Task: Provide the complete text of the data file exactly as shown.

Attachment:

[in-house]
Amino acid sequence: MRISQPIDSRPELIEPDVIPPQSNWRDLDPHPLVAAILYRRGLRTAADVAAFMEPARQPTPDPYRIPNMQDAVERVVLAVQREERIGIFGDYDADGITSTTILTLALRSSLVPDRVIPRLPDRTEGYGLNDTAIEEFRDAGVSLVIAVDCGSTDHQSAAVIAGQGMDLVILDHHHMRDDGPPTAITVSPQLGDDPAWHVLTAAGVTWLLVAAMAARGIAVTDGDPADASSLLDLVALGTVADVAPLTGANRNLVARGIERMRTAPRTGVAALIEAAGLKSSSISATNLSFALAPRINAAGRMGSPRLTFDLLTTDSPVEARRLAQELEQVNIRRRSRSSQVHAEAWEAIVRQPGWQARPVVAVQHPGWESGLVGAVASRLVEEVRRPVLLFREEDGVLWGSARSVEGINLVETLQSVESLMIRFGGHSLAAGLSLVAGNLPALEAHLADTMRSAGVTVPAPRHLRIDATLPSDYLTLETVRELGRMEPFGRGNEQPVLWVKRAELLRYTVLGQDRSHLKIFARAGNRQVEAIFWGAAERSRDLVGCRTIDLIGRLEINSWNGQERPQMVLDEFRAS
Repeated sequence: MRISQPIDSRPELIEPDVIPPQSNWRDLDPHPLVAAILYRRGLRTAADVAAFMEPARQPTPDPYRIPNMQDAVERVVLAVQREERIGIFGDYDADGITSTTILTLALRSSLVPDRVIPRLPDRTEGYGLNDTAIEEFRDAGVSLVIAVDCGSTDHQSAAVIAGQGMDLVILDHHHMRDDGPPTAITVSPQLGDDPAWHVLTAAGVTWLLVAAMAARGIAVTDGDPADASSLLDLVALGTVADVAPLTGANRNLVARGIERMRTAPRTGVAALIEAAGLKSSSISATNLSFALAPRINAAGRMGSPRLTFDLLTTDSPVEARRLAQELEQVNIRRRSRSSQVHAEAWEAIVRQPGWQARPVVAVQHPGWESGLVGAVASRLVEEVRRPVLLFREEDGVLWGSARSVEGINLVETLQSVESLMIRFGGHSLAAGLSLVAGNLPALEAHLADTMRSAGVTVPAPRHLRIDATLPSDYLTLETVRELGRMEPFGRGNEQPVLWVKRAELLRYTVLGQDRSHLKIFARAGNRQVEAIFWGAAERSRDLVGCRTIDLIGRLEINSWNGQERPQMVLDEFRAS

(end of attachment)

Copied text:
[in-house]
Amino acid sequence: MRISQPIDSRPELIEPDVIPPQSNWRDLDPHPLVAAILYRRGLRTAADVAAFMEPARQPTPDPYRIPNMQDAVERVVLAVQREERIGIFGDYDADGITSTTILTLALRSSLVPDRVIPRLPDRTEGYGLNDTAIEEFRDAGVSLVIAVDCGSTDHQSAAVIAGQGMDLVILDHHHMRDDGPPTAITVSPQLGDDPAWHVLTAAGVTWLLVAAMAARGIAVTDGDPADASSLLDLVALGTVADVAPLTGANRNLVARGIERMRTAPRTGVAALIEAAGLKSSSISATNLSFALAPRINAAGRMGSPRLTFDLLTTDSPVEARRLAQELEQVNIRRRSRSSQVHAEAWEAIVRQPGWQARPVVAVQHPGWESGLVGAVASRLVEEVRRPVLLFREEDGVLWGSARSVEGINLVETLQSVESLMIRFGGHSLAAGLSLVAGNLPALEAHLADTMRSAGVTVPAPRHLRIDATLPSDYLTLETVRELGRMEPFGRGNEQPVLWVKRAELLRYTVLGQDRSHLKIFARAGNRQVEAIFWGAAERSRDLVGCRTIDLIGRLEINSWNGQERPQMVLDEFRAS
Repeated sequence: MRISQPIDSRPELIEPDVIPPQSNWRDLDPHPLVAAILYRRGLRTAADVAAFMEPARQPTPDPYRIPNMQDAVERVVLAVQREERIGIFGDYDADGITSTTILTLALRSSLVPDRVIPRLPDRTEGYGLNDTAIEEFRDAGVSLVIAVDCGSTDHQSAAVIAGQGMDLVILDHHHMRDDGPPTAITVSPQLGDDPAWHVLTAAGVTWLLVAAMAARGIAVTDGDPADASSLLDLVALGTVADVAPLTGANRNLVARGIERMRTAPRTGVAALIEAAGLKSSSISATNLSFALAPRINAAGRMGSPRLTFDLLTTDSPVEARRLAQELEQVNIRRRSRSSQVHAEAWEAIVRQPGWQARPVVAVQHPGWESGLVGAVASRLVEEVRRPVLLFREEDGVLWGSARSVEGINLVETLQSVESLMIRFGGHSLAAGLSLVAGNLPALEAHLADTMRSAGVTVPAPRHLRIDATLPSDYLTLETVRELGRMEPFGRGNEQPVLWVKRAELLRYTVLGQDRSHLKIFARAGNRQVEAIFWGAAERSRDLVGCRTIDLIGRLEINSWNGQERPQMVLDEFRAS